NEW YORK (Reuters) – U.S. airlines canceled hundreds of flights on Christmas Eve amid a surge in COVID-19 infections driven by the Omicron variant but millions of wary Americans carried on with travel plans through a second pandemic-clouded winter holiday.
United Airlines and Delta Air Lines both canceled dozens of Christmas Eve flights because of staff shortages amid the surge in infections.
United Airlines canceled 177 flights and Delta canceled 150 flights, data from the website FlightAware showed as of 11:56 a.m. Eastern Time (1656 GMT). More than 2,100 flights globally were scrapped, with 527 cancellations within, into, or out of the United States, according to the site.
The cancellations upended some plans but many Americans pushed ahead with holiday travel.
Moses Jimenez, an accountant from Long Beach, Mississippi, flew to New York with his wife and three children, even though the latest torrent of coronavirus cases dashed their hopes to catch a performance of “Hamilton” or visit some museums.
“Hamilton” was one of a dozen Broadway shows forced to cancel shows this week when cast and crew members tested positive for COVID-19. Museums were scratched from the family’s itinerary because many now require proof of vaccination and the two younger children are ineligible for the shot.
Instead, Jimenez, 33, said his brood would make the most of roaming city streets and parks and seeing relatives and friends. On Christmas Day, they plan to enjoy a home-cooked meal, a family tradition, at their Airbnb lodging.
“We just wanted to get out of the house, really, get the kids out to the city for Christmas,” Jimenez told Reuters on Thursday at New York’s LaGuardia airport.
COVID-19 infections have surged in the United States due to the fast-spreading Omicron variant, which was first detected in November and now accounts for nearly three-quarters of U.S. cases and as many as 90% in such areas as the Eastern seaboard.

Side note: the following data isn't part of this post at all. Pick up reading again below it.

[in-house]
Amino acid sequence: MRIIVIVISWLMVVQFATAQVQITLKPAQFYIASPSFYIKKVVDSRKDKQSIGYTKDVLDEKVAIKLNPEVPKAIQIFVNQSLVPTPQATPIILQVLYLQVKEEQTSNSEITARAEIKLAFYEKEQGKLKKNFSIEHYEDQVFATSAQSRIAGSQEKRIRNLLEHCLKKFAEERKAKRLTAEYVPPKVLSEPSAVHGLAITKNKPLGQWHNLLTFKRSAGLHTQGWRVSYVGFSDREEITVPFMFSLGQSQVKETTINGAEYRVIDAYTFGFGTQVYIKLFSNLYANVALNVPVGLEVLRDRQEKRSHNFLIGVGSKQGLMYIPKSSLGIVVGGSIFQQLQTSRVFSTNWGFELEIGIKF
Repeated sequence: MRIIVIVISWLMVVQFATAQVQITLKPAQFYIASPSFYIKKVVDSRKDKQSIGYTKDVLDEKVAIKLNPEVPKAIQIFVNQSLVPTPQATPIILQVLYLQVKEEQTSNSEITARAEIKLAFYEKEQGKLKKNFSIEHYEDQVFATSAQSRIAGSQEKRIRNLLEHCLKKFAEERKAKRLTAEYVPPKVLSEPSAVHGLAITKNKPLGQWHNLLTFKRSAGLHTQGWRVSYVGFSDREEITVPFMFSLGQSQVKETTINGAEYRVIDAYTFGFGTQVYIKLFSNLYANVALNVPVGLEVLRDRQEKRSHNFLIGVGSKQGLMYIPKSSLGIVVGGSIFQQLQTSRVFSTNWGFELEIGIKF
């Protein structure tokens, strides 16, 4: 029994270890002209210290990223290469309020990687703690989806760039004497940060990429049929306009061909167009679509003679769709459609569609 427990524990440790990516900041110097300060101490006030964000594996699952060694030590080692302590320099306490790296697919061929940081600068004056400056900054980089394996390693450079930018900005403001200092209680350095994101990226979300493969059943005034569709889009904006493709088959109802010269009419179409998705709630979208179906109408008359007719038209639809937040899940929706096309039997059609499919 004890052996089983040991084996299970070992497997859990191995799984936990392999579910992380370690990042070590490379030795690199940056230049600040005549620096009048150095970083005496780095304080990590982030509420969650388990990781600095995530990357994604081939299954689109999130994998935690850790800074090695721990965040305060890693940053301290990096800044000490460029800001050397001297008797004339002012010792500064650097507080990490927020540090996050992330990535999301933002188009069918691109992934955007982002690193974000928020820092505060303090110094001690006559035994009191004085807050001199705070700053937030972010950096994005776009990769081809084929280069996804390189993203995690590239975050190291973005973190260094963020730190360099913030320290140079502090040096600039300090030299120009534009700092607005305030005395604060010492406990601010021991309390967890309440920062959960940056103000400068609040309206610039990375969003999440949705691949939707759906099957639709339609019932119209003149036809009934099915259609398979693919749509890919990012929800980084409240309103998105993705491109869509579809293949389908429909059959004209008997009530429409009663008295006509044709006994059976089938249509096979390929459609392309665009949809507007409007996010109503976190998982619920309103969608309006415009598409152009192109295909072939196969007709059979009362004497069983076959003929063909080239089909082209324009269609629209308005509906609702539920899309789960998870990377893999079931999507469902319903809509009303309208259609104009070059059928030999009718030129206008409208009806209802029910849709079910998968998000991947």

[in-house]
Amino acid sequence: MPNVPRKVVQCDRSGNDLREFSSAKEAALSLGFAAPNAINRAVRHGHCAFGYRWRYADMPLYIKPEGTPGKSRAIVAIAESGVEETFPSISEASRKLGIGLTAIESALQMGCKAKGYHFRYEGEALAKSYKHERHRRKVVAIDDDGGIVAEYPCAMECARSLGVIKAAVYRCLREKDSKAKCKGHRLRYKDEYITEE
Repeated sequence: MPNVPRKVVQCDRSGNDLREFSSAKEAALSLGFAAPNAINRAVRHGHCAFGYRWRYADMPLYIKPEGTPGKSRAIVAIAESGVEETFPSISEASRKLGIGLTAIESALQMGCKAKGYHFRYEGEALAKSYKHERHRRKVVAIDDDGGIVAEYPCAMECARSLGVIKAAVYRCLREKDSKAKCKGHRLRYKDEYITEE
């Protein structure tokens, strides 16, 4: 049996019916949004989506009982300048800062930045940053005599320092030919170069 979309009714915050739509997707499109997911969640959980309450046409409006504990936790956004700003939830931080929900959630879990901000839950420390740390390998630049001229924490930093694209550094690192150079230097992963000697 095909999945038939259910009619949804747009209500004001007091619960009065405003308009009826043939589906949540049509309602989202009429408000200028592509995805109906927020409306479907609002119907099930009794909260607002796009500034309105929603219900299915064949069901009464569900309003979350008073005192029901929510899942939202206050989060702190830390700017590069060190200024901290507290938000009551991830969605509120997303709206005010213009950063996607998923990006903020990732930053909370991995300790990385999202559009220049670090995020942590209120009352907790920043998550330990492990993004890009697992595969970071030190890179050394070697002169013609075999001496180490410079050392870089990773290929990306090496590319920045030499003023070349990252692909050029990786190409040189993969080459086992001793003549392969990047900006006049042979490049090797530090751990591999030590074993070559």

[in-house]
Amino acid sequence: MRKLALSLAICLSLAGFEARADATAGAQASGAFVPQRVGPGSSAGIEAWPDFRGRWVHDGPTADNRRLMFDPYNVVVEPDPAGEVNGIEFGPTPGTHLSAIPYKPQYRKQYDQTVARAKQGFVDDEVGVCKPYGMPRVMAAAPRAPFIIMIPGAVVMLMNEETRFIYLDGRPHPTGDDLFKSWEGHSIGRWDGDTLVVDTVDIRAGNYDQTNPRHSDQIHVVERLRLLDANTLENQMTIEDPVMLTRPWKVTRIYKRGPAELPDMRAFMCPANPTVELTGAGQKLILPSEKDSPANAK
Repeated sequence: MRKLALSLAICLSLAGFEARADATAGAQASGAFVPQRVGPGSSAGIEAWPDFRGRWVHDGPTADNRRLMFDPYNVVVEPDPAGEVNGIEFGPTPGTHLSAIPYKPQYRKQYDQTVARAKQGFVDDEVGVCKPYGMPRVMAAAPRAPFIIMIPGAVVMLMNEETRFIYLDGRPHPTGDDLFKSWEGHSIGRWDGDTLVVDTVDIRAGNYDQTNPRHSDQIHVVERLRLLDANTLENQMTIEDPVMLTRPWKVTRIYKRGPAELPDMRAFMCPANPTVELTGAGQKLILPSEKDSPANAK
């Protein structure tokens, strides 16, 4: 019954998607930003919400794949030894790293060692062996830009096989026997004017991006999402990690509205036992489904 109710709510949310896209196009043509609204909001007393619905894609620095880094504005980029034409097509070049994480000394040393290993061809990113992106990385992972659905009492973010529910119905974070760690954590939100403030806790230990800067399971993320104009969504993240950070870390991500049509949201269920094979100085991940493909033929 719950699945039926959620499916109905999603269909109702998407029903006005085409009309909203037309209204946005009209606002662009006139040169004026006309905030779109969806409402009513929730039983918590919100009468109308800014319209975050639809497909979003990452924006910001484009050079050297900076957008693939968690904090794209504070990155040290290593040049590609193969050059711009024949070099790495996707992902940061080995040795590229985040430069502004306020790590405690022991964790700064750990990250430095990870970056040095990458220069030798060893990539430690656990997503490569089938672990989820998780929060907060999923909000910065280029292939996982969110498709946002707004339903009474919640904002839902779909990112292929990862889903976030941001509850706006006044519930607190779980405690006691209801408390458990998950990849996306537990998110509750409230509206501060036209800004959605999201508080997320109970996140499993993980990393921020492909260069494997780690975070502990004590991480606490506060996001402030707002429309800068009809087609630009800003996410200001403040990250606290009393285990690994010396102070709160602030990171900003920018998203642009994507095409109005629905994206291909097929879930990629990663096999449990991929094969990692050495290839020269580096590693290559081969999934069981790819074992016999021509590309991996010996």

The average number of new COVID-19 infections has risen 37% to 165,000 per day over the past week, according to a Reuters tally.
As Omicron spreads, the Biden administration announced it would lift travel restrictions on eight southern African countries imposed last month after the variant was detected there. White House spokesman Kevin Munoz tweeted that the restrictions had bought America time “to understand Omicron” and “know our existing vaccines work.”
SURGING INFECTIONS AND TRAVEL
Daily totals of deaths and hospitalizations, considered lagging indicators, were little changed nationwide over the past seven days, but have jumped 55% and 28%, respectively over the course of December.
Friday’s flight cancellations were prompted by a spike in Omicron cases which “had a direct impact on our flight crews and the people who run our operation,” United said in a statement.
The Transportation Security Administration on Thursday screened 2,187,792 passengers through U.S. airports, a decrease of about 364,000 over the number of travelers it screened pre-pandemic on the same date in 2019.
While Americans scrambled for COVID-19 tests and weighed varying public health guidance – U.S. officials have said that people who are fully vaccinated should feel comfortable proceeding with holiday travel – many were determined to enjoy some semblance of celebrations and tradition.
In-person Christmas services were planned at all churches and parishes in the Roman Catholic Archdiocese of New York, which includes more than 2.5 million worshipers across 10 counties and mask-wearing and social distancing measures will remain in effect, said spokesperson Joseph Zwilling.
Omicron’s rapid spread will also put a damper on New York’s iconic New Year’s Eve celebration for a second straight year. Mayor Bill de Blasio said attendance for the midnight ball drop in Times Square will be capped at 15,000, roughly a quarter of the typical pre-pandemic crowd size.
Many New York holiday visitors planned to limit themselves to much smaller gatherings.
Madeleine Kennedy, a ski instructor from Lake Geneva, Wisconsin, flew to New York on Thursday armed with a trove of COVID testing kits ahead of a scaled-down Christmas affair with family in the borough of Queens.
“The second time around, I think the world is less shocked and I think we’re going to be able to plow through this,” Kennedy said.
(Reporting by Arriana McLymore and Maria Caspani in New York; Additional reporting by Jonathan Allen in New York; Writing by Steve Gorman and Raphael Satter; Editing by Noeleen Walder, Andrea Ricci and Howard Goller)